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Member Since 29 Jul 2010
Offline Last Active Jan 22 2014 02:28 AM

Topics I've Started

Keeping Record of your work Part VI

14 January 2013 - 09:00 AM

The major aim of my posts in this series is to emphasize on keeping records of all what you in the studio. I can assure you this is extremely helpful to learn and to increase ones experience.
The posts started somewhat 'upside -down' with the intention to show that there is more than just keeping track of a recipe or a firing. Nevertheless, I repeat that everything related to your work is worth to be recorded.
I use Filemaker Pro as the database system. For sure, there are other means. It depends what is useful and available for you.
I try to put a screen dump of the main page (layout: 'Full Info') here. It is very big window and I need to scroll to see everything. The picture may by this be of low quality, sorry for that.

The best is that I give a breakdown what fields are used and what they contain per record. Each record contains the full information of one ceramic piece. Fortunately, Filemaker allows to make different layouts, so that one can obtain a customized window with less cluttered fields.

Fields Content

Bisque number: I use unique numbers for each piece. The format is: yymmdd plus a suffix for each object of that day.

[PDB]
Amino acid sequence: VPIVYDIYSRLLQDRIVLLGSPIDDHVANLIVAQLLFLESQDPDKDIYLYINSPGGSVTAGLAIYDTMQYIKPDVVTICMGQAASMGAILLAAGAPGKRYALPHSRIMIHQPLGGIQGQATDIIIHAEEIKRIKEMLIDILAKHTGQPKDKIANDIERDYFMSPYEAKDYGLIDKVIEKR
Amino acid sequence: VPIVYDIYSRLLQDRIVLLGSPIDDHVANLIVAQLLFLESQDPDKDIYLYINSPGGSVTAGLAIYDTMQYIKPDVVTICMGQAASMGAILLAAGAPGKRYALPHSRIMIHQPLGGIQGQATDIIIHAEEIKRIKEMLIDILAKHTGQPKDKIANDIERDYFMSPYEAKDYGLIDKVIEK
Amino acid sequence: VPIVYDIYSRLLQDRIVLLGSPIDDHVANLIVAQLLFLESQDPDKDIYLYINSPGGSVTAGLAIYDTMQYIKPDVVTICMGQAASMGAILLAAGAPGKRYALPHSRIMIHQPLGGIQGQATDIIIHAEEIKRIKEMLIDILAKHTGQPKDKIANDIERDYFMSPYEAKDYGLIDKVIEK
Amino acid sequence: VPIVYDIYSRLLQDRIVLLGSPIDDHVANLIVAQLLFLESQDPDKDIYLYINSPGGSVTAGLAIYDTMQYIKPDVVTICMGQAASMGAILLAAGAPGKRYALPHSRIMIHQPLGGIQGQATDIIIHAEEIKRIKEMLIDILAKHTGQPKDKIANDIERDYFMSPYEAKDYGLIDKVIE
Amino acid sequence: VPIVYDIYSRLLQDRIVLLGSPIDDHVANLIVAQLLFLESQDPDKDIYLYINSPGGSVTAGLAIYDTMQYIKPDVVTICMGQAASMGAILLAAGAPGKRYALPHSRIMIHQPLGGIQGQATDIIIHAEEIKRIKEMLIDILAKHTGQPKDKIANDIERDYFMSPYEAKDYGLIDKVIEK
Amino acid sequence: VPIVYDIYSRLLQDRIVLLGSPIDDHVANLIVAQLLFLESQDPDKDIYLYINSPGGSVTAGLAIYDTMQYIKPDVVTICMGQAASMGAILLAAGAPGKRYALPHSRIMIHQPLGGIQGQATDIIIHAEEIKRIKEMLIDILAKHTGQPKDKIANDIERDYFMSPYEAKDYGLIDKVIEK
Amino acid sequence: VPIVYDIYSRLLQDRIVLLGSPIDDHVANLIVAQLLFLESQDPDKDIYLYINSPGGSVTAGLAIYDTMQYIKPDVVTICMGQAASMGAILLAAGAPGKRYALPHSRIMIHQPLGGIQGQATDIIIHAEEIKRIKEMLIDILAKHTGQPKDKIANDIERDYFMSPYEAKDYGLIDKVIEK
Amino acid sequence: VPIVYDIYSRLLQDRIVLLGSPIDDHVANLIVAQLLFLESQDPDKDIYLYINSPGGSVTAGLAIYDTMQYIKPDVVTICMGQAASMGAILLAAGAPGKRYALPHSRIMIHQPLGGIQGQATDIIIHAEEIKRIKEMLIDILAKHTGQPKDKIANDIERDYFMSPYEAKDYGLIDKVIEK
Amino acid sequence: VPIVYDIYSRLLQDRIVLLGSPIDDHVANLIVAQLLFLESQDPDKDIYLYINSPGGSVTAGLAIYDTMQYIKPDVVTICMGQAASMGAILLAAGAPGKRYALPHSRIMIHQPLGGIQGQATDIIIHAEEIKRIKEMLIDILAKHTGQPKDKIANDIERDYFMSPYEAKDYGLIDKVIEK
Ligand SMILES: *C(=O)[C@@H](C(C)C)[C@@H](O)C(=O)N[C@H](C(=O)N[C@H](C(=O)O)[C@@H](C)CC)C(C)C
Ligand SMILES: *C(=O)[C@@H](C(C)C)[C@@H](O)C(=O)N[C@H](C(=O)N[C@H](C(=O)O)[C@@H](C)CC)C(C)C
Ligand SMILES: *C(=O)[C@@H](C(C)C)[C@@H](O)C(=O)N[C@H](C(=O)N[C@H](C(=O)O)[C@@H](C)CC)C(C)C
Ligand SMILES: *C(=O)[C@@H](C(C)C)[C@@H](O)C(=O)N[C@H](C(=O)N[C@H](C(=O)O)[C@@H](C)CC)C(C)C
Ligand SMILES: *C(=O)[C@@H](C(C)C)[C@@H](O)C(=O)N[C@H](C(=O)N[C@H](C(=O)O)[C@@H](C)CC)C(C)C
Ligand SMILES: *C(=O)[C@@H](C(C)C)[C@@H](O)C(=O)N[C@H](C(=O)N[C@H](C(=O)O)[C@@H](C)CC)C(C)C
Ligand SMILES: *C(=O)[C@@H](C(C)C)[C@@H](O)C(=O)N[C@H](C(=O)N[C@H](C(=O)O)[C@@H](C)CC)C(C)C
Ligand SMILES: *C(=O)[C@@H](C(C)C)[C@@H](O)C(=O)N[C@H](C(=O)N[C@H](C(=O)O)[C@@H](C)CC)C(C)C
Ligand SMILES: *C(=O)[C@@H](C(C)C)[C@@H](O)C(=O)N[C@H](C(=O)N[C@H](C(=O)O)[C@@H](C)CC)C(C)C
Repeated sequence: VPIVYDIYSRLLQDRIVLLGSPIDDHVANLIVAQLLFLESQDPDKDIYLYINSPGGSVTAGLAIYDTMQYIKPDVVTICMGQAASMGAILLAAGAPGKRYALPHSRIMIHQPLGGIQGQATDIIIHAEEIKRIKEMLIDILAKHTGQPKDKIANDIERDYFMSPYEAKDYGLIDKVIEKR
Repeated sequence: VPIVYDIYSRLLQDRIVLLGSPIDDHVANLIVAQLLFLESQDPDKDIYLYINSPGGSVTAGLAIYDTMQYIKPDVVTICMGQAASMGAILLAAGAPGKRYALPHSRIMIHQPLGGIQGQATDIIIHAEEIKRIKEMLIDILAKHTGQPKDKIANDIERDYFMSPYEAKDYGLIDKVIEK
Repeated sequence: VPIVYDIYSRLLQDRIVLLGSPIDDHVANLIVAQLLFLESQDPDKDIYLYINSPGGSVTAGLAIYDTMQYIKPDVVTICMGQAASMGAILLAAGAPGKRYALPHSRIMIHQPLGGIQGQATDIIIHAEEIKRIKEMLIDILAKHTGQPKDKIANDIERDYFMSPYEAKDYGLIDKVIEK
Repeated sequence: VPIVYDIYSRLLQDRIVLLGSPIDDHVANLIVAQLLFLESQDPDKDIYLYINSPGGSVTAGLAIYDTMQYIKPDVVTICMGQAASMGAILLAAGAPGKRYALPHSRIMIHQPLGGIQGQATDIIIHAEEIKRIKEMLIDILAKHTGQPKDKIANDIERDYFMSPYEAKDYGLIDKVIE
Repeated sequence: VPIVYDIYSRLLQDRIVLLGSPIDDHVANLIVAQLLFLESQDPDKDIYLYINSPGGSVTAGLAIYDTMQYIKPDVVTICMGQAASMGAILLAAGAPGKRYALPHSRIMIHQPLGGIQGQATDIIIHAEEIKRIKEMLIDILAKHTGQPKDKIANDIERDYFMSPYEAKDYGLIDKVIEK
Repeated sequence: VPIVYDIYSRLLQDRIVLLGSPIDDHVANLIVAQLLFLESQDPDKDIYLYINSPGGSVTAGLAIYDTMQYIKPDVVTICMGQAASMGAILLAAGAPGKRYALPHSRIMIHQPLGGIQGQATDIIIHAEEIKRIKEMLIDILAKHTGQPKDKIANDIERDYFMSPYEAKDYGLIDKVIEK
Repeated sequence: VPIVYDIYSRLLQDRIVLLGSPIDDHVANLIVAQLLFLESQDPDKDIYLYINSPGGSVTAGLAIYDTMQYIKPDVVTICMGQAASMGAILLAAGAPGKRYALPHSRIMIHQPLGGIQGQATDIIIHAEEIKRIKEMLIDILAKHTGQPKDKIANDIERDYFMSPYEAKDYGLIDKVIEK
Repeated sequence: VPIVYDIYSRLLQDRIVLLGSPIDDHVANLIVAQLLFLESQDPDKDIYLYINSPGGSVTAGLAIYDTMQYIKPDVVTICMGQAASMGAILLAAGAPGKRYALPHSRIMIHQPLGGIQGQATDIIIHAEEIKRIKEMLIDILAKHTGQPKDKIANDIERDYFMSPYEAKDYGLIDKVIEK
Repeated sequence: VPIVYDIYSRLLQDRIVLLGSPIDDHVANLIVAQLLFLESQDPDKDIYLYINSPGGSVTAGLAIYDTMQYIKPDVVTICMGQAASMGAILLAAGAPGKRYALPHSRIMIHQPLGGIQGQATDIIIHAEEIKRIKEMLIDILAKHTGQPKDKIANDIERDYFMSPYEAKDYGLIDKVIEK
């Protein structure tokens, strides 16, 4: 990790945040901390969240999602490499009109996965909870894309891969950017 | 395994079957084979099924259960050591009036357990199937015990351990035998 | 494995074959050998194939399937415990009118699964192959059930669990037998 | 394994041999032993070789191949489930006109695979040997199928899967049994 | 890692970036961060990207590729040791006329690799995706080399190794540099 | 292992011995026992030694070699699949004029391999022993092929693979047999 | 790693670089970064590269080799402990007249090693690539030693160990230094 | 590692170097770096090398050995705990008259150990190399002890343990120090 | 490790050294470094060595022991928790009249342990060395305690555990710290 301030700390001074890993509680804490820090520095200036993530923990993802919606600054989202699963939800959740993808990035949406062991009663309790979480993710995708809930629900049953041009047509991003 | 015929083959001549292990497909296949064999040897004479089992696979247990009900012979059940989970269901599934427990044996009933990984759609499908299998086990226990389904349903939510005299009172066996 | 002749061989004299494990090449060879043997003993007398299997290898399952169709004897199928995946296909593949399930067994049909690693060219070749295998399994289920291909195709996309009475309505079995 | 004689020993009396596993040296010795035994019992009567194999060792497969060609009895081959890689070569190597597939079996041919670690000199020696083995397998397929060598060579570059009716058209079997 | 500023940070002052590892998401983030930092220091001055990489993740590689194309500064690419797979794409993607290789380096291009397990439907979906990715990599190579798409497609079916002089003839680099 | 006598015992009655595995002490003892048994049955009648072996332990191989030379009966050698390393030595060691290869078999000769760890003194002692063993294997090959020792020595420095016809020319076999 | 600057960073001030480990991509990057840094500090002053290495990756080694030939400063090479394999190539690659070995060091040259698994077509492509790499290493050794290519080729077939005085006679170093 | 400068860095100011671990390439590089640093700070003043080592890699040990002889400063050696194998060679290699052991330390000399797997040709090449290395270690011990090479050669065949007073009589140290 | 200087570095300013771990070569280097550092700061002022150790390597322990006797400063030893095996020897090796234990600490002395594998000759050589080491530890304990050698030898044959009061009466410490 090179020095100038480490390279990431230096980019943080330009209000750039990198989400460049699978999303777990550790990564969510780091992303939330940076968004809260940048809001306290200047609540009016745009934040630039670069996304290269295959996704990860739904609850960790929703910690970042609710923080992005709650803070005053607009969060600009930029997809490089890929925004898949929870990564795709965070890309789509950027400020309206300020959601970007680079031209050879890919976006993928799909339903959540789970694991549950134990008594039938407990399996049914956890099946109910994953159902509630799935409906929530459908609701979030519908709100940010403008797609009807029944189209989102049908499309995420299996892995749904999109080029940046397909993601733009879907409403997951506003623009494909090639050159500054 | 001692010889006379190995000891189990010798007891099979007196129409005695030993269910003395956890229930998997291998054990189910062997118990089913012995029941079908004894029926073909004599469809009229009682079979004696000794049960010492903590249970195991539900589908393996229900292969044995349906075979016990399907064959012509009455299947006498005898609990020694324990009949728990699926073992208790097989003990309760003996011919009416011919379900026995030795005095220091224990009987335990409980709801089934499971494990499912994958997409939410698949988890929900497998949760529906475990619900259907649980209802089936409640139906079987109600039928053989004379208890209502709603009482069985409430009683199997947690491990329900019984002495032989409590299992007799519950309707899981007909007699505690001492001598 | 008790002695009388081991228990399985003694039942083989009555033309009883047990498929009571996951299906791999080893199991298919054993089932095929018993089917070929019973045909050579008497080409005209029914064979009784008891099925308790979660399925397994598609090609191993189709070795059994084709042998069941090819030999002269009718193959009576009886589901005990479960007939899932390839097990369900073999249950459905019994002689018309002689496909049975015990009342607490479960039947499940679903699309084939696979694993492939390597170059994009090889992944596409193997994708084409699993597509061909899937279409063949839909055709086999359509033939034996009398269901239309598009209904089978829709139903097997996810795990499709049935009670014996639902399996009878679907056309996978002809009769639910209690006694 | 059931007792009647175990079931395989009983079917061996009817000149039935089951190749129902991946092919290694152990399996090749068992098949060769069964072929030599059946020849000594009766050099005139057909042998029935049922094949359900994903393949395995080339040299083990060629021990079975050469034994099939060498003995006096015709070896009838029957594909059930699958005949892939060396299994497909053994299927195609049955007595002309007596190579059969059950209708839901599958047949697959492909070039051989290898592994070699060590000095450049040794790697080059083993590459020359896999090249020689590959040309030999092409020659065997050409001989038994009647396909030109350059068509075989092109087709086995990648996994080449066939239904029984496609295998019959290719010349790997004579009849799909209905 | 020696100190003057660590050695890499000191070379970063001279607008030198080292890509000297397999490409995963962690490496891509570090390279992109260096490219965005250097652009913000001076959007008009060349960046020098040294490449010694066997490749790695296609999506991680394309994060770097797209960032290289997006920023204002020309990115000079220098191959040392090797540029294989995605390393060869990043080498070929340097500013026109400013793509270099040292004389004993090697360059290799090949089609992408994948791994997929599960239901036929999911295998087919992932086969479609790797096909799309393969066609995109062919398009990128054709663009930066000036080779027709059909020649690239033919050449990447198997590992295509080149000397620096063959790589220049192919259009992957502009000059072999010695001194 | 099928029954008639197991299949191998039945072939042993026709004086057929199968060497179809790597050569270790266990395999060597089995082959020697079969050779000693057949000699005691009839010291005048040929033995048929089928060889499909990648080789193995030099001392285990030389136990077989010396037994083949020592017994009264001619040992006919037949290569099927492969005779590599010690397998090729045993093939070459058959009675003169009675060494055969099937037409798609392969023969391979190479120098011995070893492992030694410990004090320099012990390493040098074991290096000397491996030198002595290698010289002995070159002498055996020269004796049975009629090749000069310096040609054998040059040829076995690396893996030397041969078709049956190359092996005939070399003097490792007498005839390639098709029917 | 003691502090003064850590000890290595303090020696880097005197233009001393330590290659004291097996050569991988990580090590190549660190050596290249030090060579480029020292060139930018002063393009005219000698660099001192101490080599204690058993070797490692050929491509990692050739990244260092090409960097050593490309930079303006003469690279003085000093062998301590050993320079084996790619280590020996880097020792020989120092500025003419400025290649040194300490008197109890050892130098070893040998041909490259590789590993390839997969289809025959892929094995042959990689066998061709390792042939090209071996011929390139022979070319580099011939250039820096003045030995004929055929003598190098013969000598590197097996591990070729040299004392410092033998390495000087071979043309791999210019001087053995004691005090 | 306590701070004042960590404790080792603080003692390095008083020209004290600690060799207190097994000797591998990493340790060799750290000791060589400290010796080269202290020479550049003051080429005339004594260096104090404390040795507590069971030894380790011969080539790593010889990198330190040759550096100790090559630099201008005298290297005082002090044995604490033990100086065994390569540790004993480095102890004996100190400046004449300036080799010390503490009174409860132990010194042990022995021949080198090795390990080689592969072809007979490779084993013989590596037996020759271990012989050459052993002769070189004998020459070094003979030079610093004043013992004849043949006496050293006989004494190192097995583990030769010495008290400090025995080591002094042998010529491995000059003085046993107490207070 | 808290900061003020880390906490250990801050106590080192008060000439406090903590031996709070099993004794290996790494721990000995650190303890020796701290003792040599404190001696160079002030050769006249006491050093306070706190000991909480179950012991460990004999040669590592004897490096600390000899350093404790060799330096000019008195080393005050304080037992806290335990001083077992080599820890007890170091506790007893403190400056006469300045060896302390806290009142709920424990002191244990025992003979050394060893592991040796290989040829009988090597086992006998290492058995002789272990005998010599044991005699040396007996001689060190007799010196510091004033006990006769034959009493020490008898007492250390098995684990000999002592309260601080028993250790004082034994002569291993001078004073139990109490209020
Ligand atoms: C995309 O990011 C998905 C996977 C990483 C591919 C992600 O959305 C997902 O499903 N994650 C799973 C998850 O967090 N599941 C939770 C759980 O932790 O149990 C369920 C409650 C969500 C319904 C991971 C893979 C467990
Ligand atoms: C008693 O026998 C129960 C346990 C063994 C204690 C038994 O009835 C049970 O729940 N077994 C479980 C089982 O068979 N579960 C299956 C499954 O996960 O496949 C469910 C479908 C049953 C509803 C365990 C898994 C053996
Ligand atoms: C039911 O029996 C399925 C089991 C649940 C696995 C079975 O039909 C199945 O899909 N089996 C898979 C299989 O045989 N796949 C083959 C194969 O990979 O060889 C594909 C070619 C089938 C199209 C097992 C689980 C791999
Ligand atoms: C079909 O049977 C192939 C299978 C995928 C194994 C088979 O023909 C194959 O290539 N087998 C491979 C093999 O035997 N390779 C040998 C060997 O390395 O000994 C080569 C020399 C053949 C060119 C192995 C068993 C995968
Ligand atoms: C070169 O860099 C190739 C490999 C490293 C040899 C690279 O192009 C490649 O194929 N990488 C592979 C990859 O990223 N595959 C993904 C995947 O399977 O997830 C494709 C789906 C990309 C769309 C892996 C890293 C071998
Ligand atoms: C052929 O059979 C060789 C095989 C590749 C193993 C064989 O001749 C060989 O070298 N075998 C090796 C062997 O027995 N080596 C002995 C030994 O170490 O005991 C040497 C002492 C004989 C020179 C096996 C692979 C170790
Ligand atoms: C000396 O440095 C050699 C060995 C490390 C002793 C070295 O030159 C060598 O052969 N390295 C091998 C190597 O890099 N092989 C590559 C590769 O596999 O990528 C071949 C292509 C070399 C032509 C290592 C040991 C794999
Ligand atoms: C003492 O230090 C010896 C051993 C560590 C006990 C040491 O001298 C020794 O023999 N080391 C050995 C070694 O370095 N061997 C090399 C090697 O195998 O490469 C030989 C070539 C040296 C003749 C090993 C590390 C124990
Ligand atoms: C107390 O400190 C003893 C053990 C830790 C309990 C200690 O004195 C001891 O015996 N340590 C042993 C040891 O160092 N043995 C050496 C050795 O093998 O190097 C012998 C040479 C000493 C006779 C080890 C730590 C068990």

Firing date: The date of the glaze firing

Clay: The type of clay used

Slip: The type of slip used if any

Glaze: The glaze code

Kiln type /program : Gas kiln or electric (with ramp program n°)

Atmosphere : Oxidation or Reduction

Reduction from : Temperature at which the reduction is started

Glaze T°: Cone number at which the glaze is fired

Cone T° range : If any, the temperature range in which glaze can be fired

Re-fired : If the piece had to be re-fired: date

Type: Earthenware, Stoneware, Porcelain, Raku

Object description : Brief description of the ceramic object

Glaze remark : Remarks on glaze: faults, appreciation...

Original comment : If the glaze came from a book or elsewhere: the comment of the author

General : General comment on the object: esthetics, faults, intended use, ...

Source : Reference to the article or book where the glaze came from

Score : (for fun) number of stars as appreciation from 0 (= destroyed) to 5 stars

Glaze recipe (box): The glaze recipe with the colorants added separately

Picture: Picture of the object

Detail : Macro picture of glaze detail

Firing diagram : As shown in part I

Si/Al plot : As shown in part II

Ternary plot : As shown in part III

Limit graph : As shown in part IV

Thermal expansion graph: As shown in part V

INSIGHT Data general : Si/Al, SiB/Al, thermal expansion, LOI, ...from INSIGHT

INSIGHT Chemistry : Unity formula, Limits and Molar %

Further, there are knobs and links to shortcut to other layouts, databases ...
Several fields contain drop-down menu's for easy completion.
For multiple glazes applied on the object, tabs are provided to show the respective recipes

My database contains over 500 records today.

I hope this all helps to keep things organized and is helpful to increase the potter's experience.